Does your company do a good job of organizing your presentations? Do your employees who give business presentations understand their real goal, and then deliver a talk that achieves it? In your executive presentations, do you develop your message with your audience's preferences in mind—speaking in terms that engage and excite, yet still demonstrate your leadership?
Whether your company's presentations are to sell, inform, persuade, or inspire, you'd better understand how to organize a presentation with your stakeholders in mind. Naturally, you need a strong message. And your people's nonverbal communication and platform skills must excel. But your presenters also need to think in terms of what your listeners are looking for, and living in their world. (For tips on negotiating your way through challenges when you speak, download our cheat sheet, "7 Tips for Overcoming Audience Resistance.")
The Busy Business Speaker
Many, perhaps most business speakers make a fundamental mistake in preparing to give a presentation. It's both easy to understand why this error is made, and simple to remedy. The mistake is focusing too much on the content of one's speech, to the detriment of improving one's performance skills.
And why would this not occur? Most of us live inside a well-defined comfort zone when we give presentations, whether it's offering valuable information or speaking to persuade. This "information bubble" is where we feel secure, and so we reinforce the walls of this transparent prison at every opportunity. But we already have information coming out of our ears! As I tell my clients at Public Speaking International, we all need to spend less time on our content, and more time being comfortable in the presence of small- to large groups of listeners, practicing bringing them where we want them to go. That is all the more important in view of the temptation in our busy business lives to "just get the content down" and let the information fly, without a hint of on-our-feet practice beforehand.
Recently, one of my clients, an executive in charge of worldwide operating systems for his company, told me that his job in speaking to his teams was to convey information. "No, it's not!" I told him. "It's to accomplish your purpose with each audience. You use information to do so . . . but you use many other tools as well."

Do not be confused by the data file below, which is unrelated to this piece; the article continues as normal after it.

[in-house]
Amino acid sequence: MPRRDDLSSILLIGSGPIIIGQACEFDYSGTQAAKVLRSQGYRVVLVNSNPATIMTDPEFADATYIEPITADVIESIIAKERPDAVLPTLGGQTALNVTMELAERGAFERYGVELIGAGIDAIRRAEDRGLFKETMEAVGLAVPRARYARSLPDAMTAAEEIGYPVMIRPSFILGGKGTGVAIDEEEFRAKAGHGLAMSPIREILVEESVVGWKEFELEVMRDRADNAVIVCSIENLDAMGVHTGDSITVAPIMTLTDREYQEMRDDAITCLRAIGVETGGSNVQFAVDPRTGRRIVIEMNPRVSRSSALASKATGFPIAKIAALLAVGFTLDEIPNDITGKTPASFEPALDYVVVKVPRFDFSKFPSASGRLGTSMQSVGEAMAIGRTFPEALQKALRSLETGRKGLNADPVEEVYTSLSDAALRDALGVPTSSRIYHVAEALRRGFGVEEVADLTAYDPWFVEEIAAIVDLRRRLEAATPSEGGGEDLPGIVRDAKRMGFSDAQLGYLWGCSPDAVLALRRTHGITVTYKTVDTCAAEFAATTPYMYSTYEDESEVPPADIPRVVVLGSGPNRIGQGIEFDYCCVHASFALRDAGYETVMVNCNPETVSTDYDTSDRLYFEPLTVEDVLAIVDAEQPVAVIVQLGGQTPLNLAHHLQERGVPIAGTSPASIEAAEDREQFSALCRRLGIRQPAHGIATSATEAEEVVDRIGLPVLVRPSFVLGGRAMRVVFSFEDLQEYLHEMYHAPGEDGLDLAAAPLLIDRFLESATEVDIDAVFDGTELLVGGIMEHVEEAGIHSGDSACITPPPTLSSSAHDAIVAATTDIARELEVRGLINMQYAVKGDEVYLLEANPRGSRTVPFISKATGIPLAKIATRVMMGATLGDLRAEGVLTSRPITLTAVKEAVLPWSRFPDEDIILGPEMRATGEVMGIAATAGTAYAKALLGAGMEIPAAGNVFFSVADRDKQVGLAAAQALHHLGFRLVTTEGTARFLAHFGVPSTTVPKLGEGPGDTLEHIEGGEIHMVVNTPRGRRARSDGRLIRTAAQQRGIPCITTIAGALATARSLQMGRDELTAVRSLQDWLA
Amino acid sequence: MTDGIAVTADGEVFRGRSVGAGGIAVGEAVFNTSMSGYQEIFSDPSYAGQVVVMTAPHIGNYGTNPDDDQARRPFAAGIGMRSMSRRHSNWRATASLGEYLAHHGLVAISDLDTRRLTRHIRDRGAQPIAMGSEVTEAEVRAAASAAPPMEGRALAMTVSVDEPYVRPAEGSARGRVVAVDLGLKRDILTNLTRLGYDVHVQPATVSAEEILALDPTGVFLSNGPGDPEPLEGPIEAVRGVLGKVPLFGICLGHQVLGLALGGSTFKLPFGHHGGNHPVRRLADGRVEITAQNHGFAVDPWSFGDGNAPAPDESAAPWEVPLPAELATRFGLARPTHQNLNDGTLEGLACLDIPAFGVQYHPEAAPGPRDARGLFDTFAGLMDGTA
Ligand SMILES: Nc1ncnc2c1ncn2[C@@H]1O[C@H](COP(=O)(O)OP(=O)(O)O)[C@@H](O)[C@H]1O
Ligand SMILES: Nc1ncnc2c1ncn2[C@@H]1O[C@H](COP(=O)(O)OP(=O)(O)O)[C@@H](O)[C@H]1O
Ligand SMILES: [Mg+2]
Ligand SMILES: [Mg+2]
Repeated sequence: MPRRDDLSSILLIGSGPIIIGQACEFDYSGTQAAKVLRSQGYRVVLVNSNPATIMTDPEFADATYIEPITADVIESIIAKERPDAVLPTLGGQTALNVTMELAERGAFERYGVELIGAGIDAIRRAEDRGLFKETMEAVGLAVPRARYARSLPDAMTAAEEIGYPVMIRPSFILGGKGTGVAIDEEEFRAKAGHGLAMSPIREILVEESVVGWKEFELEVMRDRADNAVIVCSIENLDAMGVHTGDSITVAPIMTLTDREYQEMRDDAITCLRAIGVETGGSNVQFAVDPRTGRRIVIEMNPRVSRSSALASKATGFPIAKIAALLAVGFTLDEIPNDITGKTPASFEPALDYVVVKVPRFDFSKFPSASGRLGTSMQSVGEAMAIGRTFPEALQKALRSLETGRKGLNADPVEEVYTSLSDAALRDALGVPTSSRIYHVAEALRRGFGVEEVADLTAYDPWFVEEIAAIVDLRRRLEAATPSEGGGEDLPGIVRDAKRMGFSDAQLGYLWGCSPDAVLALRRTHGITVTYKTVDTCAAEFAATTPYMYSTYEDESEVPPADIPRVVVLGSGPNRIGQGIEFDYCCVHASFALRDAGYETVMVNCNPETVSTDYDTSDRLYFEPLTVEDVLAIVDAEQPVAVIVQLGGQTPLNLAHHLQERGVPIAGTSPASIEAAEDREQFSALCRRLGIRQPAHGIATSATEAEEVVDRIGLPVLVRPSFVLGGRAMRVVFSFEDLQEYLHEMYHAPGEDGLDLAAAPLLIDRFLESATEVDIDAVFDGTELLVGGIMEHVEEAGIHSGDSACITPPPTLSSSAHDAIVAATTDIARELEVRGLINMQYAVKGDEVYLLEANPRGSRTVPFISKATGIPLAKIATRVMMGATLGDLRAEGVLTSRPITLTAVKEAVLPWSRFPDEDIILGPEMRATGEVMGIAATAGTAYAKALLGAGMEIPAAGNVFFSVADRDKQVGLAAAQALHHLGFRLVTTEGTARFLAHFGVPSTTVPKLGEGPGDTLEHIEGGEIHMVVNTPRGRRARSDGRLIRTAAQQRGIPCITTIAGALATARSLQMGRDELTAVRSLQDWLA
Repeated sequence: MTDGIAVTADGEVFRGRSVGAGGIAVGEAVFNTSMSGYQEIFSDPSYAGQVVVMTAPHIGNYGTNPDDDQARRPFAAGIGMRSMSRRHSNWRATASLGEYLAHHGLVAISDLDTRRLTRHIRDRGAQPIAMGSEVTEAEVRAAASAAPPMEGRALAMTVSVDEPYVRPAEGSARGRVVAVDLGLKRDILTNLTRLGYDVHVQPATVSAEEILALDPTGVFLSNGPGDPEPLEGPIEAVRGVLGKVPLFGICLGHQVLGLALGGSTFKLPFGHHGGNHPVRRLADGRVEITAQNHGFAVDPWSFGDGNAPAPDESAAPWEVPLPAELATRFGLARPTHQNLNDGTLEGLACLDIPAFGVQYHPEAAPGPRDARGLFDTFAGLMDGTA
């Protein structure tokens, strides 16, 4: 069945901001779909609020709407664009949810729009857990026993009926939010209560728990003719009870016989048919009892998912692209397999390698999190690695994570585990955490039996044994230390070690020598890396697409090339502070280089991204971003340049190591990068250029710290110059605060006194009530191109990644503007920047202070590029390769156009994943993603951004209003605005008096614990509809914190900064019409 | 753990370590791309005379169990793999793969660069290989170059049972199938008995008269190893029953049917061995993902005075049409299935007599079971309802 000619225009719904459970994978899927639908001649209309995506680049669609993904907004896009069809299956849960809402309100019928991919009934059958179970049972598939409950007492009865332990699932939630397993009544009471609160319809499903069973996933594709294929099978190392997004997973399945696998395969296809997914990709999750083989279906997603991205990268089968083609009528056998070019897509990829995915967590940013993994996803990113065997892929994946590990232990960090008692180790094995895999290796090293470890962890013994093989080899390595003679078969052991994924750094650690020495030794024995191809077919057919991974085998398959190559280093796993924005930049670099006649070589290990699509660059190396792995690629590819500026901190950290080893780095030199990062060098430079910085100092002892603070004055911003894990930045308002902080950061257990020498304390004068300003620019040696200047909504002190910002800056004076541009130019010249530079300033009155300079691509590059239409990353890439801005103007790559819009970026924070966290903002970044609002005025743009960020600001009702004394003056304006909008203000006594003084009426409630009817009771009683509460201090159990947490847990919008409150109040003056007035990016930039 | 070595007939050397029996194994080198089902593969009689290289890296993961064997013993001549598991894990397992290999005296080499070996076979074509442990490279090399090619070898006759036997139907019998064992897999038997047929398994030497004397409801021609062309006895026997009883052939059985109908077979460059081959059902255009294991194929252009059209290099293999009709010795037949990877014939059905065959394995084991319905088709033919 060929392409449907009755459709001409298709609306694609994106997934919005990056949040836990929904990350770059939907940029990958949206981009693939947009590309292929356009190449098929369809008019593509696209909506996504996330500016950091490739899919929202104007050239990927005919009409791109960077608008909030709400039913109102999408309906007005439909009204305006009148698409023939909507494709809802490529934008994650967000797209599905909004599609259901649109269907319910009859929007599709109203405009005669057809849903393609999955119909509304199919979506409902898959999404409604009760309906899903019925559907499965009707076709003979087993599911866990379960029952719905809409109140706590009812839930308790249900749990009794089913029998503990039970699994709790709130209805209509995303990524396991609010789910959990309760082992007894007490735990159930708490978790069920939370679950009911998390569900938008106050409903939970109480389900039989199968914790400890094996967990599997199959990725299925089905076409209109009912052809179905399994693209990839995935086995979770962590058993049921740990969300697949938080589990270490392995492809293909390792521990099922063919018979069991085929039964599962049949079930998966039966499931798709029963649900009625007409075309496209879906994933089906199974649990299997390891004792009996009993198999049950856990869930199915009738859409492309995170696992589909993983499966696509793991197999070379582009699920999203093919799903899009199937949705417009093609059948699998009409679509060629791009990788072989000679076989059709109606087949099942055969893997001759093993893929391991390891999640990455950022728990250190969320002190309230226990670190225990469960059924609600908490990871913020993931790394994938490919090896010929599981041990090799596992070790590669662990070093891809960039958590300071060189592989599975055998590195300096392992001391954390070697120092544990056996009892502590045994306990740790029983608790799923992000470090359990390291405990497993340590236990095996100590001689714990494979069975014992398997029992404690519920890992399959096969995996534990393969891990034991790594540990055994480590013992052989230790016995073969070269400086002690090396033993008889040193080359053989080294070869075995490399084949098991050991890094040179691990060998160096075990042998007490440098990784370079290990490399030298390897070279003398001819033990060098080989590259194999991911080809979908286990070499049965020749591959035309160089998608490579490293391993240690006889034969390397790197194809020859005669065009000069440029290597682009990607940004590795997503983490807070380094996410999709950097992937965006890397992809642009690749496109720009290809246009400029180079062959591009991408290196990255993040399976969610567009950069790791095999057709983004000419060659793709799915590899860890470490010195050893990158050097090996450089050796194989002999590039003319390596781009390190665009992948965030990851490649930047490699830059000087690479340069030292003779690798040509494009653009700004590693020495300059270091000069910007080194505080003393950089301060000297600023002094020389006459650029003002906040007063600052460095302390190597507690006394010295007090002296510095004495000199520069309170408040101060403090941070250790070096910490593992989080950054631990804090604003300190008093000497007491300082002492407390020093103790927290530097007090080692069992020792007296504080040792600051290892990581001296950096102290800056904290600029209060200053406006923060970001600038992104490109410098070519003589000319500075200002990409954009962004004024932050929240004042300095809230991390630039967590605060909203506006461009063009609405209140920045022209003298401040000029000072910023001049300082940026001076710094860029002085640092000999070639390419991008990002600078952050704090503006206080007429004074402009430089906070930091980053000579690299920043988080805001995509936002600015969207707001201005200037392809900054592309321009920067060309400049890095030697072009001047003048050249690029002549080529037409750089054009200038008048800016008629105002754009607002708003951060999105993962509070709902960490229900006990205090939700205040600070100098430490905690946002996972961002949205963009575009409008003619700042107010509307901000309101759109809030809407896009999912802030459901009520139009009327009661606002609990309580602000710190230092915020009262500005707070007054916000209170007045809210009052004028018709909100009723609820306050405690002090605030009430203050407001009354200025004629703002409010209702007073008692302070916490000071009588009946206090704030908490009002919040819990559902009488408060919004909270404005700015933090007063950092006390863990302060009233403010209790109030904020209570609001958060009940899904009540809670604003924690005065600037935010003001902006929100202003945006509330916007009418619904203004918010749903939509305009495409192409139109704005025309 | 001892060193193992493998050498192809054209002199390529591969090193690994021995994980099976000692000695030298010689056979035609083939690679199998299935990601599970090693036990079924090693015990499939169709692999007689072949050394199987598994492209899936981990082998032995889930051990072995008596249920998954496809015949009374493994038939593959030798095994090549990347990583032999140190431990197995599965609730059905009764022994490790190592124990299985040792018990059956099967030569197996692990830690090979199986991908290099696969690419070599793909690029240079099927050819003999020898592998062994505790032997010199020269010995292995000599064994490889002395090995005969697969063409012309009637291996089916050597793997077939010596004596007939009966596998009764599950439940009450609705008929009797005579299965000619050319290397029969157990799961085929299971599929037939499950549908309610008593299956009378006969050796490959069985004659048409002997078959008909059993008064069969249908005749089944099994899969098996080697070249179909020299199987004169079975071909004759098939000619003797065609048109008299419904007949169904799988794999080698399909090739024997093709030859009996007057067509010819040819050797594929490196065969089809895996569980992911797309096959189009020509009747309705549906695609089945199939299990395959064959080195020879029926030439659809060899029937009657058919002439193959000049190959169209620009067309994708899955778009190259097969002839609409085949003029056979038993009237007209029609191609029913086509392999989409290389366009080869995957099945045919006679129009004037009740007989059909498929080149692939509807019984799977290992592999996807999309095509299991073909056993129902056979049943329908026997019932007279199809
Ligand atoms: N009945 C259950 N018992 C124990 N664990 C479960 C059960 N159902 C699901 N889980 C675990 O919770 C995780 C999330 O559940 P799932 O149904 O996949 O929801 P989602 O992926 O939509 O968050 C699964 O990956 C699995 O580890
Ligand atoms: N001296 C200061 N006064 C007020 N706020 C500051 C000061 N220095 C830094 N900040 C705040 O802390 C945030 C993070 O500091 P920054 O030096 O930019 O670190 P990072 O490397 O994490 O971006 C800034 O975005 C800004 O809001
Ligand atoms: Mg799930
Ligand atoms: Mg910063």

What follows are 3 key steps to make sure that you achieve the goal your company sets out to reach with audiences—whether they are prospects, employees, customers, or another type of stakeholder. Instead of rushing to throw together information, follow these steps to achieve true influence:
Step 1: Audience: Ask yourself a few critical questions before gathering information. To make clear to yourself why you need to do this, first ask yourself, "What would I say in my subject area if I were talking to my child's 4th grade class? To freshmen college students in my field? To fellow professionals at an industry conference? To a government panel considering legislation in my industry?
It should be instantly obvious that any talk you give would be vastly different based on the above audiences. In fact, you wouldn't know what to talk about until you'd gained some elementary information about your audience. So the first question to ask yourself should always be "Who?" rather than "What?"
The demographics of potential audiences matter, of course, along with age, level of education, degree of sophistication, political or religious viewpoint, and so on. But also ask yourself how much this audience knows, and how much they need to know. Information dumps are rarely attractive, even to unsophisticated audiences. What about the expectations, preferences, and values of these people? And is there an emotional context that may have an impact on whether and how your message is received?
A story was told to me by one of my diplomatic trainees at the State Department, of a speaker who was part of an international mission to Cambodia to discuss bringing the Khmer Rouge murderers to justice. This speaker, a lawyer, was talking to relatives of Khmer Rouge victims. The first thing the speaker said was, "I want you to all to understand that what happened here is not considered genocide under international law." What influence do you think this speaker was able to achieve after making this callous announcement to this group of grieving relatives?